Among the world's professional observatories, the one in Big Bear, California, is unique.
First, it's located in a lake — not along a lake, but in it! This was Caltech astronomer Harold Zirin's idea. In the late 1960s he wanted to build a world-class facility for studying the Sun, and he was attracted to the clear stable air over Big Bear Lake high in the mountains about 100 miles east of Los Angeles. Zirin equipped his pride and joy with a trio of scopes having apertures of 8 to 25 inches (20 to 65 cm).
Second, it's one of three observatories that Caltech gave up. (Do you know the other two? If so, leave me a comment!) In 1997 this venerable bastion of science and engineering turned over Big Bear's keys to the New Jersey Institute of Technology, which promptly dedicated the facility to honor Zirin, who'd managed it for some 30 years.
Third, Big Bear Solar Observatory (BBSO) is home to the world's largest solar telescope (until the Advanced Technology Solar Telescope comes online later this decade). Last October, NJIT finished a five-year overhaul that brought in a state-of-the-art telescope with a clear aperture of 63 inches (1.6 m), actuators to contort the primary mirror for optimum sharpness, and an off-axis f/52 design that provides an unobstructed light path.
Finally (and here's the point of telling you all this), Big Bear's big new telescope has now taken its official "first-light" image, at right — and it's amazing. Sunspot number 1084 didn't look all that special when it crossed the solar disk eight weeks ago — check out the small image below it, acquired by a camera on the SOHO spacecraft.
But the BBSO version, taken July 2nd, provides a wholly different perspective. According to an NJIT press release, the resolution is about 50 miles (80 km). To give you a sense of scale, the spot's dark center (its umbra) is roughly the diameter of Earth. It's surrounded by a lighter-colored penumbra. The spot sits lower than the surrounding photosphere, and recent research suggests that below each sunspot is a self-sustaining vortex of magnetic-field lines (a little like terrestrial hurricanes in that respect).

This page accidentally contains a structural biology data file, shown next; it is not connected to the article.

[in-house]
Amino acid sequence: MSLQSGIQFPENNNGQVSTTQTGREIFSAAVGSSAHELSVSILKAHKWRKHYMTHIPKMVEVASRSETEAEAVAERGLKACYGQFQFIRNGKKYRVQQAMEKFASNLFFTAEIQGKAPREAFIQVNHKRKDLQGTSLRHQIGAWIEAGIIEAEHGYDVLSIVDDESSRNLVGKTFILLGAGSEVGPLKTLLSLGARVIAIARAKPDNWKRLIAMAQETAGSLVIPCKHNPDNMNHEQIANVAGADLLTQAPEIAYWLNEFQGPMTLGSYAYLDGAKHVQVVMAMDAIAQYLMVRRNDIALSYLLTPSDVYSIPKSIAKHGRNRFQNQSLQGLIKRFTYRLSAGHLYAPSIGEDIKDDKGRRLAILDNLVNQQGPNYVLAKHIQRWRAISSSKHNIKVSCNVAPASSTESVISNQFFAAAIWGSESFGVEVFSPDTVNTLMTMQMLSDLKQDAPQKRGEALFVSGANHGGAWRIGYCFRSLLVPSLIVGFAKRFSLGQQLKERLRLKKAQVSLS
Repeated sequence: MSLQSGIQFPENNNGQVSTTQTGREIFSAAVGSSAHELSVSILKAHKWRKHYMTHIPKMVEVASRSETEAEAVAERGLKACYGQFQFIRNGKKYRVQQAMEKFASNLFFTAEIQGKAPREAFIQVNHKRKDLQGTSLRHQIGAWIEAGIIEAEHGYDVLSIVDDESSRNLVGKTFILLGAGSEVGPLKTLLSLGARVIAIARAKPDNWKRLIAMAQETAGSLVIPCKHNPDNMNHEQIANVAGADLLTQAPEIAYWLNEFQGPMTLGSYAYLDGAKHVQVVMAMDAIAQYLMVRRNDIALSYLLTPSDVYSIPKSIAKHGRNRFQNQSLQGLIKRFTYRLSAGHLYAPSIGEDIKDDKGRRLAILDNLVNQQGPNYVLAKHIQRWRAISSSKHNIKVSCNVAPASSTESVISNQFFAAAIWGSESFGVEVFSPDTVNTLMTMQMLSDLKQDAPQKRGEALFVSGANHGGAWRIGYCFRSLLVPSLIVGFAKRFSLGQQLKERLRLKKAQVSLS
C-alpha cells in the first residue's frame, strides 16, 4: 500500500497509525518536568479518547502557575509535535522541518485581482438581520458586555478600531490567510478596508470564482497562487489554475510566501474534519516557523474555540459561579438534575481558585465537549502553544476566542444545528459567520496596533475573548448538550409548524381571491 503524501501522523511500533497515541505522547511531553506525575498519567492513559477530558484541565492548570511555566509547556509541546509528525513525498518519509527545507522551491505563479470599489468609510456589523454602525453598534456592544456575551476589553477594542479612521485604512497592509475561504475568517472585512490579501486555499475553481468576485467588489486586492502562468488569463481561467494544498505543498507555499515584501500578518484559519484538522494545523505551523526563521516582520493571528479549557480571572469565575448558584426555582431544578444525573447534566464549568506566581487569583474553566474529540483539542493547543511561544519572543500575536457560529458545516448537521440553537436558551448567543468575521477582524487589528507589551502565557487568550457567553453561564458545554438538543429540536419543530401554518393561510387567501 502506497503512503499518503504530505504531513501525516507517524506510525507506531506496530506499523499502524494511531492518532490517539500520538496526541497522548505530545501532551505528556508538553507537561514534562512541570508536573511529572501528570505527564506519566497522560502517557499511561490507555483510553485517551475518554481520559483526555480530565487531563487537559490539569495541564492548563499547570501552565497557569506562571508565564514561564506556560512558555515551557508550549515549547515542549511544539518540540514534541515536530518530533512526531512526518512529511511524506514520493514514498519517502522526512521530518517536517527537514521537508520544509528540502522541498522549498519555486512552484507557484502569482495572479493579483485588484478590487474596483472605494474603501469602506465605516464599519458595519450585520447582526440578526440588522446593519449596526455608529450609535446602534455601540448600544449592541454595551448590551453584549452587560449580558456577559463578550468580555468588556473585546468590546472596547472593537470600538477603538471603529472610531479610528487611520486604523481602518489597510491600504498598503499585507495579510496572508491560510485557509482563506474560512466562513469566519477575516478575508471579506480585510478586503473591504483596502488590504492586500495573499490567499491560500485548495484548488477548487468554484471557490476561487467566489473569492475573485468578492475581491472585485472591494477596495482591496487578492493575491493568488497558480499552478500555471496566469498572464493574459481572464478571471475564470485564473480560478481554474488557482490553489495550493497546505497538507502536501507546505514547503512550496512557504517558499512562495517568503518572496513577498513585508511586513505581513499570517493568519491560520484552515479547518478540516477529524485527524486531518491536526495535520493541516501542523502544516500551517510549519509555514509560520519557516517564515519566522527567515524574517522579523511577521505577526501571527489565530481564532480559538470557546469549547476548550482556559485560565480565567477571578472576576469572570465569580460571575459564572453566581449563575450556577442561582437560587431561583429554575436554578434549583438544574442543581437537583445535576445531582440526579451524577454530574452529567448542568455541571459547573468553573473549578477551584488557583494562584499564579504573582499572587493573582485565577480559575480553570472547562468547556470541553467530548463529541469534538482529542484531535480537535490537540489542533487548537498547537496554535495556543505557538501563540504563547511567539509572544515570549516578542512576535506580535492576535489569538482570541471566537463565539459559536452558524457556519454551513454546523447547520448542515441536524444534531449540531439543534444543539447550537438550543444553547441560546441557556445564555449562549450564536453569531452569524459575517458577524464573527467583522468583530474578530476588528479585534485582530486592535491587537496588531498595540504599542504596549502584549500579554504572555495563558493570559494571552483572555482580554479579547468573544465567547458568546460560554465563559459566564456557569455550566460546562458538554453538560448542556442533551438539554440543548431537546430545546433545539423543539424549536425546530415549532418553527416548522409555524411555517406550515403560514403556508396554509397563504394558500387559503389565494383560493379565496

The textured stuff all around the spot, termed granulation, is the pattern of Alaska-size bubble of hot gas bringing the Sun's energy to the top of the photosphere, where it radiates to space as light and heat. Think "pot of boiling oatmeal," and you'll get the picture.
Sunspots are typically about 3,000° to 4,000°F cooler than their surroundings, but they're still plenty hot enough to be brightly incandescent. So why do they look dark? Because luminosity is proportional to the fourth power of temperature. Cool the Sun's surface by a third, and its brightness drops by 80%.
A companion image, this one recording the red hydrogen-alpha emission at 656.3 nm (6563 angstroms), probes a region about 600 miles (1,000 km) higher up, in the chromosphere. It was taken July 1st and shows the same sunspot at upper left.
Philip Goode, the observatory's director, comments: "Around the bright sunspot edges are black fibers that look like strands of hair" but in fact they're jets of energized plasma being ejected upward. "What’s interesting," Goode adds, "is that when we look in visible-light, the sunspot appears pretty benign. However, this shows the real dynamics of the magnetic region and the jets exploding from the sunspot’s edges."
To close, I need to confess something. Zirin won't remember this, but he once gave me a job when I was an undergrad at Caltech — and it was the easiest job on the planet. Once every hour I had to climb to the roof of the (now-demolished) Robinson building, check the status of a solar telescope he had running, and take a quick series of calibration images. It took 5 minutes tops. The rest of the hour I could do anything I wanted: usually that involved eating, sleeping, flirting with secretaries, or goofing off — but rarely, if ever, studying!